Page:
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By Richard Pagliaro | @Tennis_Now | Tuesday, May 30, 2023


World No. 172 Thiago Seyboth Wild shocked No. 2 Daniil Medvedev 7-6(5), 6-7(6), 2-6, 6-3, 6-4 in a stirring Roland Garros opening-round upset.

Photo credit: Julian Finney/Getty

​​Rome's red clay was a springboard to Daniil Medvedev's maiden clay-court title and French Open dreams.

Today, inspired world No. 172 Thiago Seyboth Wild turned Paris' pristine clay into major sinkhole for the world No. 2.

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Roaring back from a two-sets to one deficit, the Brazilian qualifier Seyboth Wild shocked Medvedev 7-6(5), 6-7(6), 2-6, 6-3, 6-4 in a stirring Roland Garros opening-round upset.

Fighting a stiff breeze and a stinging topspin forehand from his opponent, Medvedev was edged by the ambitious Brazilian.

"He was controlling almost all the points, and I was suffering a lot, especially on the side against the wind," Medvedev said. "That's why yeah, that's basically why it was tough and why I lost."

Talk about a Wild world.

This was Seyboth Wild's first career Grand Slam win and a historic victory. Seyboth Wild made history in becoming the lowest-ranked man to defeat a world No. 2 at Roland Garros in a quarter century.

An admitted Medvedev fan, the 23-year-old Brazilian boldly attacked his forehand to bounce the 2021 US Open champion and score his first Top 10 win.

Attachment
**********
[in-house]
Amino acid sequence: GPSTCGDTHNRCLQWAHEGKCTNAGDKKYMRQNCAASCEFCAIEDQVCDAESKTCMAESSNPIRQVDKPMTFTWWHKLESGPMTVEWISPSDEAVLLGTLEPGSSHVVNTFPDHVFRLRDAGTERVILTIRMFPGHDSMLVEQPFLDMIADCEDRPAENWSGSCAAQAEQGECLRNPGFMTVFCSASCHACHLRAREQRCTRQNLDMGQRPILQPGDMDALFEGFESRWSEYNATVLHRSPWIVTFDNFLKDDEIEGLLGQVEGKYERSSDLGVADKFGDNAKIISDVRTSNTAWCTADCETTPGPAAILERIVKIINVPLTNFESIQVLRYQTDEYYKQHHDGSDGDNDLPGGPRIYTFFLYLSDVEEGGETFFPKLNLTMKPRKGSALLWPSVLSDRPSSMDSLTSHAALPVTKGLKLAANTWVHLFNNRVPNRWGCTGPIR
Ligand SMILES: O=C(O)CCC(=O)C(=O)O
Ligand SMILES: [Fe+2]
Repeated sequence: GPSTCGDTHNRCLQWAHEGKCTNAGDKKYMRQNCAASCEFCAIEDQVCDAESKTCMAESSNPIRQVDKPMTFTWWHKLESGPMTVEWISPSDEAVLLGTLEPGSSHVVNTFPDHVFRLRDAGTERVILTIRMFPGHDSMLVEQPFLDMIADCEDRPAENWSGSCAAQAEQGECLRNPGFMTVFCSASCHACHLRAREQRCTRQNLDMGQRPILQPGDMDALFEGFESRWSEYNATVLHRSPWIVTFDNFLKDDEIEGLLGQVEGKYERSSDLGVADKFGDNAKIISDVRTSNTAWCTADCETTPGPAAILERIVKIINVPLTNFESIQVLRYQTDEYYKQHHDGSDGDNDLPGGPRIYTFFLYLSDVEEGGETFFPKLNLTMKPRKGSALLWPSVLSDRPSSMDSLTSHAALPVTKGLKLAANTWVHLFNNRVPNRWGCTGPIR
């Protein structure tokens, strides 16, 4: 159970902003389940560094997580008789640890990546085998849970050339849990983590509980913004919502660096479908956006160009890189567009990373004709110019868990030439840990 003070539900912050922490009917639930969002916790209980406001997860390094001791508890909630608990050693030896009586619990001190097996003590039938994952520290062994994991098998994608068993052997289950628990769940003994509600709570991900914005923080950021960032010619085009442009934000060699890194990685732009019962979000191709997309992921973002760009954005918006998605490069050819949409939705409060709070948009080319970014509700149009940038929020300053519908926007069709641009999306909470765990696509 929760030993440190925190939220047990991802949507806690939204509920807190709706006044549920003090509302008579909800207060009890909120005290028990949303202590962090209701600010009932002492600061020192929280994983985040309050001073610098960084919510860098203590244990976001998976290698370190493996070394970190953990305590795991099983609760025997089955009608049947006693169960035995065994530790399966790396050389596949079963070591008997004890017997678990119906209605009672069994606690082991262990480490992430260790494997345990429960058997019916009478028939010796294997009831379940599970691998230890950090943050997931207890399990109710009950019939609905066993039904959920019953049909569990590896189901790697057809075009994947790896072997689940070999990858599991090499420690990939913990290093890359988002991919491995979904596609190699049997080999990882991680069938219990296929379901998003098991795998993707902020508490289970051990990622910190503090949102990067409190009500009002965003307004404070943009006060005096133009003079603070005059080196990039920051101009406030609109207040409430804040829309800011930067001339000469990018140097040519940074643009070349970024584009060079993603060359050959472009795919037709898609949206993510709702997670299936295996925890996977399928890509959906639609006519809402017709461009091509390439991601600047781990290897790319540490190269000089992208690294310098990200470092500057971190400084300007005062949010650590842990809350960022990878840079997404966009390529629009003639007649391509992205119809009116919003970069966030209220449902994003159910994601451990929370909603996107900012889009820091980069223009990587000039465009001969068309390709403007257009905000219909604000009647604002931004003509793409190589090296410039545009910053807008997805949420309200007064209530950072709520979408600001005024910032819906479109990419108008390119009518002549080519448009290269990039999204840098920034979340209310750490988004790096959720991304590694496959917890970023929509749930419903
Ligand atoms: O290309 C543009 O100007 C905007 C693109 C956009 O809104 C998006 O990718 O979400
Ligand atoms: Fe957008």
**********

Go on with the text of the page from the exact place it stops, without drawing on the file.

In just his second major main-draw match, Seyboth Wild fought off cramps, a botched smash that cost him the second set and the world No. 2 to realize a life-long dream.

"I've watched Daniil play my entire junior career until today," Seyboth Wild told Fabrice Santoro in his on-court interview afterward. "I've always dreamed about playing on this court and playing this type of players.

"In my best dreams I've had a few of them and it's a dream come true."

Tennis Express

Rome champion Medvedev walked on court flying high as the 2023 ATP leader in titles (5), finals (6) and wins (39) and had dropped just one set beating top clay contenders on the choppy courts of the Foro Italico.

In theory, Paris' smoother clay surface and the more expansive running room on court Philippe Chatrier, the largest clay court in the sport, would play to Medvedev's strengths allowing him to use his standard deep return positioning to command points.

In reality, Medvedev struggled to play off the front foot at critical stages, wasn't generating his customary free points off serve, watched the Brazilian blister forehands past him, flamed out hitting a horrid 15 double faults and feuded with a few fans at one point repeatedly pressed his index finger to his lips imploring French fans to "shut up" over a line-call check.

"I think I was fighting well. Physically I was not feeling that bad," Medvedev said. "I mean, I'm a little bit tired now but also when you lose your body goes down faster. If I would win I would not feel that tired.

"Mentally I was fighting. I was fighting. The last game, brought it back to 30-All, guy makes two winners, okay, whatever. Hopefully can make it next time.